Consider for a moment the fact that in their day, those who wrote the Second Amendment saw themselves as the defenders of a "Novus Ordo Seclorum" - a "New Order of the Ages". With the Constitution they created a new system of Government based on the idea, enshrined in the Declaration of Independence, that Governments derive their "just powers from the consent of the governed." Patrick Henry, that Revolutionary Virginian of "Give me liberty or give me death" fame, stated at Virginia's ratification convention for the Constitution that "My great objection to this government is, that it does not leave us the means of defending our rights or of waging war against tyrants."

This, of course, was said before the Bill of Rights came into being.

At the Constitutional Convention, many State delegations refused to vote in favor of the new Constitution unless a Bill of Rights was drafted, a document of amendments which would spell out specific areas in which the new Federal Government would be legally restrained from trampling upon the rights and liberties of both the States and the People. Such worrywarts weren't, of course, against the sort of Government the Constitution spelled out per se. They just knew enough of human nature not to accept any arguments which said the Constitution provided more than enough protection as-is; they knew constitutional ambiguity could be used just as easily for evil ends as for good.

In "The Federalist" No. 51, published on February 8, 1788 in New York, the anonymous author Publius - now known to have been none other than the "Father of the Constitution" himself,
James Madison - wrote, "If men were angels, no government would be necessary. If angels were to govern men, neither external nor internal controls on government would be necessary. In framing a government which is to be administered by men over men, the great difficulty lies in this: You must first enable the government to control the governed; and in the next place oblige it to control itself. A dependence on the people is, no doubt, the primary control on the government; but experience has taught mankind the necessity of auxiliary precautions." (my emphasis - J.S.)

A recognition of "...the right of the people to keep and bear Arms..." and the affirmation that that right "...shall not be infringed..." was not a throwback to an earlier, more primitive developmental era of human civilization. The Second Amendment represented a break from the past, a break from a world in which a Government could tyrannize, oppress and disenfranchise the citizenry with impunity. In that it put in words and codified - some might even say canonized - a recognition of just how far the People could go to not just "...provide for the common defence...", but also " the Blessings of Liberty to ourselves and our Posterity...", the Second Amendment was progressive in its day.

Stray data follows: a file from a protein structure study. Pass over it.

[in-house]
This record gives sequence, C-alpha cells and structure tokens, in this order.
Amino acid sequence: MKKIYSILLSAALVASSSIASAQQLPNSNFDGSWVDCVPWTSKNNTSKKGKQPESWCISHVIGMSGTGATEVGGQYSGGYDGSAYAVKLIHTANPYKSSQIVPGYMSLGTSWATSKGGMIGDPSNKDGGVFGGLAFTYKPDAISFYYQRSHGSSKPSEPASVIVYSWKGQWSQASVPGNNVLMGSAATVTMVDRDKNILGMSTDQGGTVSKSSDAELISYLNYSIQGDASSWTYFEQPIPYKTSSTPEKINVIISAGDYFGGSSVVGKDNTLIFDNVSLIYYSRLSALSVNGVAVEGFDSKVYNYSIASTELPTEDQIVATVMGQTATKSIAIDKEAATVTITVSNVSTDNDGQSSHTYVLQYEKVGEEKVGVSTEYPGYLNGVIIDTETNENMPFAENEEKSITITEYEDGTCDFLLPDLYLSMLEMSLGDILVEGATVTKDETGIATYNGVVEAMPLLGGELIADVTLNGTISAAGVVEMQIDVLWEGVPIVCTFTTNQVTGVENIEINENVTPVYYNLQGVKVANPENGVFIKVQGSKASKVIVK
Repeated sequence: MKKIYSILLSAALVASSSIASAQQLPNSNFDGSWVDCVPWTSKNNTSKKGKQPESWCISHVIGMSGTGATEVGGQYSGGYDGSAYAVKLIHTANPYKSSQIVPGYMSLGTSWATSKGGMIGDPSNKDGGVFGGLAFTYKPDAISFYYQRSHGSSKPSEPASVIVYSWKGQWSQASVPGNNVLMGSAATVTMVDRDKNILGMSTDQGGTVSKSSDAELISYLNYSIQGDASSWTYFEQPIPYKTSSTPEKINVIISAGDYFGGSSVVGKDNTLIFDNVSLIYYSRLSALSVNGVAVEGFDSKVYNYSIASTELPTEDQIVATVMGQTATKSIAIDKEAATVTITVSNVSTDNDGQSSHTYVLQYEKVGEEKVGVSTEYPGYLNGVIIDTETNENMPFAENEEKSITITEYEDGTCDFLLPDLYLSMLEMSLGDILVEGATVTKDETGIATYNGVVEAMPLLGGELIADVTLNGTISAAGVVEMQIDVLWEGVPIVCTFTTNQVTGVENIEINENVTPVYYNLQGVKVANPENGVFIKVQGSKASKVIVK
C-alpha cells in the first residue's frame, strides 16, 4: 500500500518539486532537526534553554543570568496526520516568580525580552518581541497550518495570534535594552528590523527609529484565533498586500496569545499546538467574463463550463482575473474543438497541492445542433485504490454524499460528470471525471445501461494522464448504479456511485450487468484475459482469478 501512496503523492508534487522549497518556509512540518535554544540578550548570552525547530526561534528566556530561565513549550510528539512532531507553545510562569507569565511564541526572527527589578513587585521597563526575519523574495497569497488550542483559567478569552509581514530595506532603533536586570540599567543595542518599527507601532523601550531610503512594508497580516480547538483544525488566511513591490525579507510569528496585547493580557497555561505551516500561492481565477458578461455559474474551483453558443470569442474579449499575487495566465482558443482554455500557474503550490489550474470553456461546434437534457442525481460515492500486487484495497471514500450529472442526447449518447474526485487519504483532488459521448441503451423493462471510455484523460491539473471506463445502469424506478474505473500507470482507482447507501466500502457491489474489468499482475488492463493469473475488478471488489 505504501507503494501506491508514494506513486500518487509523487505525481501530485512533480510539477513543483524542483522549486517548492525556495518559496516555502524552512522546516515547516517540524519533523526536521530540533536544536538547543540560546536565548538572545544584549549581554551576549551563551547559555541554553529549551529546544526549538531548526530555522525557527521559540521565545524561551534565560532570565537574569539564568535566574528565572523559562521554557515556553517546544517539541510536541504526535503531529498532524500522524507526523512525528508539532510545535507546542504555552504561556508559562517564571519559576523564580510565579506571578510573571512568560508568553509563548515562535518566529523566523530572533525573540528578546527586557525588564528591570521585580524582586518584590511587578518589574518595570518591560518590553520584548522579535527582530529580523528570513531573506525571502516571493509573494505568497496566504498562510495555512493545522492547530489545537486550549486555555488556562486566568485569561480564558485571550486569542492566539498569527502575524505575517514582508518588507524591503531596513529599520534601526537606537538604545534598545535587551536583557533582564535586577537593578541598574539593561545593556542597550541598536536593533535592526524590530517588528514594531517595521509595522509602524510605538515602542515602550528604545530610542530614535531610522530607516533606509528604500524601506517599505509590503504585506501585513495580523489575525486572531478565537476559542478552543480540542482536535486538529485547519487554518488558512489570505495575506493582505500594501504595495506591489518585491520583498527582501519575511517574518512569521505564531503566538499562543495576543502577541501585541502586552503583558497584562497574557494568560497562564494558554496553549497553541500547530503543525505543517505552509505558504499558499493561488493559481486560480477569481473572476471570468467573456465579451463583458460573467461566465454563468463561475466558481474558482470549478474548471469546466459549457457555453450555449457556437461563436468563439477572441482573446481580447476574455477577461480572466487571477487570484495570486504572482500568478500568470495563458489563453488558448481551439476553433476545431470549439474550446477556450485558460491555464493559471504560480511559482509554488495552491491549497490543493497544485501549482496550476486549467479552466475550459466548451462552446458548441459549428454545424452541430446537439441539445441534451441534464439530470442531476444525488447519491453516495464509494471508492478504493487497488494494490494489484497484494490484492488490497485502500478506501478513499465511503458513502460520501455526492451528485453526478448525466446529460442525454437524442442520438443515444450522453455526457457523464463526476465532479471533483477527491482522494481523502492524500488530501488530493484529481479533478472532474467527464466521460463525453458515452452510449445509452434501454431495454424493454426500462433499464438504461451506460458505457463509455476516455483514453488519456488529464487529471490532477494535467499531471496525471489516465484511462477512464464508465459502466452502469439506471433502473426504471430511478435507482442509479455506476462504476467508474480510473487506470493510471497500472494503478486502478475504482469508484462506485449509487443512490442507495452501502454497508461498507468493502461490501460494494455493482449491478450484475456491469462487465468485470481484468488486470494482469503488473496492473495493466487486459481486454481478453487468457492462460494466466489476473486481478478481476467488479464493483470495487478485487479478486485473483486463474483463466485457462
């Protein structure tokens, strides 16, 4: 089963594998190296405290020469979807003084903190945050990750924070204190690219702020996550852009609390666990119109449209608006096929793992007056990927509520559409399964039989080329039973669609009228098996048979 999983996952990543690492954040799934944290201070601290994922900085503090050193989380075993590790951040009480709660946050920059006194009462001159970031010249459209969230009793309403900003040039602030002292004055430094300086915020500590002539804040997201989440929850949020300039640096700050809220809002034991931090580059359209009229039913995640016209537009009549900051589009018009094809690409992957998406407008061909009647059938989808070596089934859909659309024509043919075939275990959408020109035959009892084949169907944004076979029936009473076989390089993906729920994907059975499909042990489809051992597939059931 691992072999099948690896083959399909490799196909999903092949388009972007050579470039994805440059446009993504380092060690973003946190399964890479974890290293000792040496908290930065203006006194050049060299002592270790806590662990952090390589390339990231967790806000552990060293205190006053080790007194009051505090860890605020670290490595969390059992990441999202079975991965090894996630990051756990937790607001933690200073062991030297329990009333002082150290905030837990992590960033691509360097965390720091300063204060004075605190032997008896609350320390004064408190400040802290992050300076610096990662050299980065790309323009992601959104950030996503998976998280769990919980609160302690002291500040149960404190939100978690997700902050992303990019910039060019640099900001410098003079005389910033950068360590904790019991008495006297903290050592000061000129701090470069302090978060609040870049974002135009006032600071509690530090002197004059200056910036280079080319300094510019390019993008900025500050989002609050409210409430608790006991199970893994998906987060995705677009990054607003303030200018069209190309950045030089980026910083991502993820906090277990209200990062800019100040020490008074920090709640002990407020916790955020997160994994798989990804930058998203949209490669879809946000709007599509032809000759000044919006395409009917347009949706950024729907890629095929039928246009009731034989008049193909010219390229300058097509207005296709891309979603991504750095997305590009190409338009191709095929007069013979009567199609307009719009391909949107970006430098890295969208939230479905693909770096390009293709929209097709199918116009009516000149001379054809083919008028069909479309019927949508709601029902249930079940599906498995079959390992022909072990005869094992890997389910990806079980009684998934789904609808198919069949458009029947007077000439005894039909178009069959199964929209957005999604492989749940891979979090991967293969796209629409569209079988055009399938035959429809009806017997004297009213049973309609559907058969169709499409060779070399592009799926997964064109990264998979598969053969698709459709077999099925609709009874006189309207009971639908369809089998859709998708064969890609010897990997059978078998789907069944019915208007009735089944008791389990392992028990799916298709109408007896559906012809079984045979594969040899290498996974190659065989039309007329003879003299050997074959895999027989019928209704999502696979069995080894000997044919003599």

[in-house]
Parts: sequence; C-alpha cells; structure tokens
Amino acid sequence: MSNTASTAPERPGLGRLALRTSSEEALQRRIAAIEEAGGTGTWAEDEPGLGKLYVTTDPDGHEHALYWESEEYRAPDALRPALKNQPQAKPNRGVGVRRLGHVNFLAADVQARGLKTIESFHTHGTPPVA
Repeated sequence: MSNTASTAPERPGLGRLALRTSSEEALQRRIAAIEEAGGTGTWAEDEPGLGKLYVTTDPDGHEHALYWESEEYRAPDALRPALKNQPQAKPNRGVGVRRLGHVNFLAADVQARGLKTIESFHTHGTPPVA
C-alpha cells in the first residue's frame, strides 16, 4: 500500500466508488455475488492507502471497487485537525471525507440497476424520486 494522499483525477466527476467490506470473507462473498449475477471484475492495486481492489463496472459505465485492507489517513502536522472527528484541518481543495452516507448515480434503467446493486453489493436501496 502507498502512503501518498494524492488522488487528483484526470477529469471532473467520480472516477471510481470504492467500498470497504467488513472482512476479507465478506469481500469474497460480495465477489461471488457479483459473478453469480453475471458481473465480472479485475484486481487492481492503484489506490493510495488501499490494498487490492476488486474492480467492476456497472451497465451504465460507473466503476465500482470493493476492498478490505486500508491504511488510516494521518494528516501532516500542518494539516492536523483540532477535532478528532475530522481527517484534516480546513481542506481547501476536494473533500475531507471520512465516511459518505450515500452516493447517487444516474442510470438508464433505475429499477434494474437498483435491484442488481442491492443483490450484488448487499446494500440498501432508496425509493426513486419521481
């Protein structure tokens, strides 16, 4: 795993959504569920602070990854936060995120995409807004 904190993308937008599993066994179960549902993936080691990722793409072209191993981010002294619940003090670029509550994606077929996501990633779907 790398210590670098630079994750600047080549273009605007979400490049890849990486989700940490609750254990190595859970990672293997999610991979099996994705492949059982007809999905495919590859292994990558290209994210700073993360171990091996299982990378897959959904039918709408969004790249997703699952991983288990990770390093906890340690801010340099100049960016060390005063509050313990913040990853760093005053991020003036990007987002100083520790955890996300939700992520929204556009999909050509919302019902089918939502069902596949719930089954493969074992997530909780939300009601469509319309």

And it is entirely germane to, and progressive in, our day as well.

For if experience had taught mankind "...
the necessity of auxiliary precautions," then a Second Amendment which recognized that "A well regulated Militia..." was "...necessary to the security of a free State..." (note the word free, and the State which follows) provided such "necessary precautions" in the event competitive elections can't or won't, and Government can't or won't, secure the People their liberties and freedoms. The Second Amendment provides both a means of equipping a well-regulated State Militia (don't forget, those in the Revolutionary era feared standing National armies - for good reason, given their experiences), and clearly, straightforwardly protects "...the right of the people to keep and bear Arms...".

Now, don't read me wrong: The Second Amendment says nothing about the right to keep M-16s in your boudoir, and should not be blindly or ignorantly interpreted as giving to the American people free reign to maintain a fully-equipped arsenal in their garages or storage sheds. Suffice it to say that whereas regulation is concerned, I am of the view that common sense should prevail, and that going overboard in our interpretations of the right to keep and bear Arms is just as bad, and just as dangerous to our liberties and freedoms, as trying to revoke that right.

"Laws that forbid the carrying of arms...disarm only those who are neither inclined nor determined to commit crimes."
- Thomas Jefferson

"Where and when did freedom exist when the power of the sword and purse were given up from the people?" - Patrick Henry; June 9, 1788

1 comment: